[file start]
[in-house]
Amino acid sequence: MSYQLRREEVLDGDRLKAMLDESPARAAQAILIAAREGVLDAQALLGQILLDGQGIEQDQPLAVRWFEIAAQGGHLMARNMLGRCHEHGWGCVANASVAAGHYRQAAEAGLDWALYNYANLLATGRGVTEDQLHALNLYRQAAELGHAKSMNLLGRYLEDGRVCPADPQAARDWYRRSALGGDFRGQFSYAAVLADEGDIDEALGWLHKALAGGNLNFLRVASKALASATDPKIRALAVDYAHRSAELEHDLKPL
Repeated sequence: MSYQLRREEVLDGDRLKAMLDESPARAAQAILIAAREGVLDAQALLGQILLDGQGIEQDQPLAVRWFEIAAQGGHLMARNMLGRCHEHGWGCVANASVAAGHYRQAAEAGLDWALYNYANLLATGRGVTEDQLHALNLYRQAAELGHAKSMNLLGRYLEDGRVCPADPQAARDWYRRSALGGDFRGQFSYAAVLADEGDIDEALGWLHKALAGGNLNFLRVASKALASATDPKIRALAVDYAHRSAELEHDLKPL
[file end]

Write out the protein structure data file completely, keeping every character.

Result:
[in-house]
Amino acid sequence: MSYQLRREEVLDGDRLKAMLDESPARAAQAILIAAREGVLDAQALLGQILLDGQGIEQDQPLAVRWFEIAAQGGHLMARNMLGRCHEHGWGCVANASVAAGHYRQAAEAGLDWALYNYANLLATGRGVTEDQLHALNLYRQAAELGHAKSMNLLGRYLEDGRVCPADPQAARDWYRRSALGGDFRGQFSYAAVLADEGDIDEALGWLHKALAGGNLNFLRVASKALASATDPKIRALAVDYAHRSAELEHDLKPL
Repeated sequence: MSYQLRREEVLDGDRLKAMLDESPARAAQAILIAAREGVLDAQALLGQILLDGQGIEQDQPLAVRWFEIAAQGGHLMARNMLGRCHEHGWGCVANASVAAGHYRQAAEAGLDWALYNYANLLATGRGVTEDQLHALNLYRQAAELGHAKSMNLLGRYLEDGRVCPADPQAARDWYRRSALGGDFRGQFSYAAVLADEGDIDEALGWLHKALAGGNLNFLRVASKALASATDPKIRALAVDYAHRSAELEHDLKPL